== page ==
The European Space Agency’s (ESA’s) Gaia mission has revealed stunning new insights into our galaxy, the Milky Way, in the third release of mission data on 13 June. Among the highlights are new and improved details about nearly 2 billion stars, the largest ever catalogue of binary stars and evidence of an unexpected stellar motion in many stars dubbed ‘starquakes’.
RHEA is delighted to see the results emerging from the new data release. RHEA engineers are involved in the data processing and management, testing and cataloguing of Gaia data, and its inclusion in ESASky, a discovery portal that provides access to images and information about the entire sky through an online celestial atlas.
ESA’s Gaia mission is building the most precise three-dimensional map of our galaxy ever created by measuring the position, distance and velocity of billions of astronomical objects with unprecedented accuracy. Gaia was launched in 2013. Data is released in phases, with two previous releases in 2016 and 2018, and an early release of some phase 3 data in 2020.
New star information
Gaia data release 3 includes information on the luminosity, chemical composition, temperature, mass and age of stars, much of which has come from spectroscopy data. It also reveals the radial velocity of more than 33 million stars – a five-fold increase on the previous data release – which tells us how fast each star is moving away from or towards Earth.
The chemical composition of stars – in particular what proportion of materials other than hydrogen and helium they contain – can reveal their origin. Some are made of primordial material, while others, including our Sun, are made of matter that was once part of older generations of stars. Gaia’s data also lets us identify stars in our galaxy that were born in other galaxies.
The new binary star catalogue includes information on the mass and evolution of over 800,000 binary systems. One of the benefits of having data on binary star systems is that it enables the mass of each star to be determined directly through observational data, instead of using models, which is less accurate.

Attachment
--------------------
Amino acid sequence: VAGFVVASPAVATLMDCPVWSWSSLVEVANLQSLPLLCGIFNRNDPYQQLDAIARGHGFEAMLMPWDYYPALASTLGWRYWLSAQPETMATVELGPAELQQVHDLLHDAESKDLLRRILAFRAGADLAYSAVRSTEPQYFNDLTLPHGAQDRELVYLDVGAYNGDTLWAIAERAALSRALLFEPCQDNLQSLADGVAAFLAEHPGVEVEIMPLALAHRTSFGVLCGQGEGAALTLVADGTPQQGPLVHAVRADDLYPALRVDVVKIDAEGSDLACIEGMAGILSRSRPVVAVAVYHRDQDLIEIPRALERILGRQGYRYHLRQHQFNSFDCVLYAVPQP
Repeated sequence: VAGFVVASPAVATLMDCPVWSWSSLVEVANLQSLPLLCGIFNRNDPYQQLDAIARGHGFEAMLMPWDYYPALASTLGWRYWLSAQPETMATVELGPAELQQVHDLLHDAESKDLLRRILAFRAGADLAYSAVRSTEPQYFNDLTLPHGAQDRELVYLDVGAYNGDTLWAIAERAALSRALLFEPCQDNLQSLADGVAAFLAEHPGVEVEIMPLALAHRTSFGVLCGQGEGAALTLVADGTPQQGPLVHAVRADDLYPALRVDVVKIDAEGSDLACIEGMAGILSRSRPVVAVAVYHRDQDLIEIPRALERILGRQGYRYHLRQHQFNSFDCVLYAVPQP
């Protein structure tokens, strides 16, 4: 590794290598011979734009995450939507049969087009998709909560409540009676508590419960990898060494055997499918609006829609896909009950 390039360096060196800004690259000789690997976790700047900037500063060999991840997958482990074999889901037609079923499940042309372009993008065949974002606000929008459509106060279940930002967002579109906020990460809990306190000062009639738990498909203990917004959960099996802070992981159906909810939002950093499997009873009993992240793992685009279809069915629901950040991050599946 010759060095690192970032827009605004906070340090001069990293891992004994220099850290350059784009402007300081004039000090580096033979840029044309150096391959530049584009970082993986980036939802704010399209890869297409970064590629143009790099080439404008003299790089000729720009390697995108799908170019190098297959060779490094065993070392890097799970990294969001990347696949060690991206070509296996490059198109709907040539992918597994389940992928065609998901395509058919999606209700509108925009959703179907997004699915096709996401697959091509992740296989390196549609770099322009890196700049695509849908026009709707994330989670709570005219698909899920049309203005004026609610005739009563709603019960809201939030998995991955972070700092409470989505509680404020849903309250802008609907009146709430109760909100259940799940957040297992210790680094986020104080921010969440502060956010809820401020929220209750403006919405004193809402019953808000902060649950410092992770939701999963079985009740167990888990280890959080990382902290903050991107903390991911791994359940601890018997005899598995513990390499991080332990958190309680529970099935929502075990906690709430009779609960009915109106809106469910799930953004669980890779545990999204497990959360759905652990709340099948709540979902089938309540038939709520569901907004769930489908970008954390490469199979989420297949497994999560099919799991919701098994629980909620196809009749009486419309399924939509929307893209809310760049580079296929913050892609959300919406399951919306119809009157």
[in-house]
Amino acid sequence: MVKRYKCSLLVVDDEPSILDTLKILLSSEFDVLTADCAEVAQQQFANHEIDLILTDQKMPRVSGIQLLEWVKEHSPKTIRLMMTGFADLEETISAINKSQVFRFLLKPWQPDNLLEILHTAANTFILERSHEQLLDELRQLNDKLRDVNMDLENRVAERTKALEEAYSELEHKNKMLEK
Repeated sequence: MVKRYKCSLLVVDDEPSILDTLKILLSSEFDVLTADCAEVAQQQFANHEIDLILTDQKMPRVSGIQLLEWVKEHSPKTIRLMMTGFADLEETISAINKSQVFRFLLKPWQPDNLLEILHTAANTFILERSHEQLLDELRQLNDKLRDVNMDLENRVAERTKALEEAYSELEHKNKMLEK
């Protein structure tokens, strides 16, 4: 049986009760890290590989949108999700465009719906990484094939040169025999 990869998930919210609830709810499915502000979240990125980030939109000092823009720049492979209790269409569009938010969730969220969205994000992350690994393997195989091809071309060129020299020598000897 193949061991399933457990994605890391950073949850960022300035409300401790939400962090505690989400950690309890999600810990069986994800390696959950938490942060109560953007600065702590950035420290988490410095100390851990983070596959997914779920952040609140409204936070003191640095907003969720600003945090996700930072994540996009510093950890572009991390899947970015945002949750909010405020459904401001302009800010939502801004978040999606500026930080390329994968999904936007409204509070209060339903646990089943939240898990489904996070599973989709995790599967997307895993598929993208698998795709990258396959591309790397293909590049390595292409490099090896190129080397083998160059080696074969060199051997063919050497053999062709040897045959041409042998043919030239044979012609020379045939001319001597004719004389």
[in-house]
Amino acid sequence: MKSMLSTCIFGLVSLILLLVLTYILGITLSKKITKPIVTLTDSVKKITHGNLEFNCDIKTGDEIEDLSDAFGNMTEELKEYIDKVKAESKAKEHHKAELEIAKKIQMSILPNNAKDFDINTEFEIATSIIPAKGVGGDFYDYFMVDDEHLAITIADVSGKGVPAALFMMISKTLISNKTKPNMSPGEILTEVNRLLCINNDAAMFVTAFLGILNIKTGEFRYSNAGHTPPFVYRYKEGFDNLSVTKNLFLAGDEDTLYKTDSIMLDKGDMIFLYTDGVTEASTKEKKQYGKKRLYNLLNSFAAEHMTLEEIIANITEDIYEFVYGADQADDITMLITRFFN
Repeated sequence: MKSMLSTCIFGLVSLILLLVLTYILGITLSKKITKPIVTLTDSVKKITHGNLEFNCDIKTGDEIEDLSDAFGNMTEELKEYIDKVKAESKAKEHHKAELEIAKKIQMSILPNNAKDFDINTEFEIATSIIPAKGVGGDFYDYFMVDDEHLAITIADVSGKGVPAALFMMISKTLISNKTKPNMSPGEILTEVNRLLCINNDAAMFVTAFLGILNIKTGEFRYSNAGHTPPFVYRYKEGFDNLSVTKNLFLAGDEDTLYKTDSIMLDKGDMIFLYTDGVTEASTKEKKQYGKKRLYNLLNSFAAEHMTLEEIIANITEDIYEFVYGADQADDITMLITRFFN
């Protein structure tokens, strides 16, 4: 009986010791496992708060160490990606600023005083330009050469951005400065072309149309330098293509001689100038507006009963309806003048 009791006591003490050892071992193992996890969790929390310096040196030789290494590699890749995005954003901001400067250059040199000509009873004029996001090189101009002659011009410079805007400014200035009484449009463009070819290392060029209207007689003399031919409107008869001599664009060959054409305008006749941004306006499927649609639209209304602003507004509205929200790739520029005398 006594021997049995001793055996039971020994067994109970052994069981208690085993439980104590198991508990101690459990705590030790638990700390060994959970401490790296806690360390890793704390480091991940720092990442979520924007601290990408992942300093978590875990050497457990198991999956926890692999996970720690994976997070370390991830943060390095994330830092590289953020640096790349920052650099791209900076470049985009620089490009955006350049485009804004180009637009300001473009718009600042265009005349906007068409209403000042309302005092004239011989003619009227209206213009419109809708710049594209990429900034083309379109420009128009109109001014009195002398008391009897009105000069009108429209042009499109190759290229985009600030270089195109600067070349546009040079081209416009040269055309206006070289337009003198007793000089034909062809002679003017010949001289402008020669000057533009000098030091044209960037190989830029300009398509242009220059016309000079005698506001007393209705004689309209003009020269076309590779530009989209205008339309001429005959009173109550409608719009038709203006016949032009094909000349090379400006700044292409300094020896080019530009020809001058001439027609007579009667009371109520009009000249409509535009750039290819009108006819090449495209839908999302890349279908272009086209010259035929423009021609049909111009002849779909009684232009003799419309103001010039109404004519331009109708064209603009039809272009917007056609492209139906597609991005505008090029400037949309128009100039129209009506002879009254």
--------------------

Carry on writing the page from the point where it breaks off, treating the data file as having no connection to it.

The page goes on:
Gaia had previously provided data showing that stars oscillate radially, causing them to swell and shrink. However, they remain spherical during such oscillations. Analysis of data from this latest release shows that some stars also appear to experience ‘starquakes’ – tiny motions on their surface that change the overall shape of the star. Gaia detected such non-radial oscillations on thousands of stars.
Assembling and releasing the data
RHEA operations engineers and scientists play an important role at the Gaia Science Operations Centre (SOC) at ESAC, with responsibility for the reception and initial processing of Gaia data and its daily distribution to Gaia data processing centres across Europe. They are also responsible for management of the extremely databases of data from all ESA missions.
“The new Gaia data release is astounding in terms of the extra information it has produced, both in terms of broadening the existing catalogue of data and revealing new details about our galaxy,” said Javier Espinosa, RHEA Group DevOps Software and Database Engineer working at ESA’s European Space Astronomy Centre (ESAC) Science Data Centre (ESDC). “It is exciting to now be able to make some of this available through ESASky, which acts as an interface for all astronomy missions. Through ESASky, you can look at objects across the sky that have been observed by ESA missions, including Gaia, and navigate in a similar way to using Google Maps.”
Speaking on behalf of the Survey ESDC team, RHEA’s Sara Nieto, SCO-08 Survey Technical Lead, said: “Thousands of concurrent users are accessing the Gaia DR3 archive to make scientific discoveries that will be published in the coming months and years, so we are all very excited!”
Gaia sky maps
A selection of images of our galaxy, the Milky Way, showing different examples of what can be determined from the data in the latest Gaia release.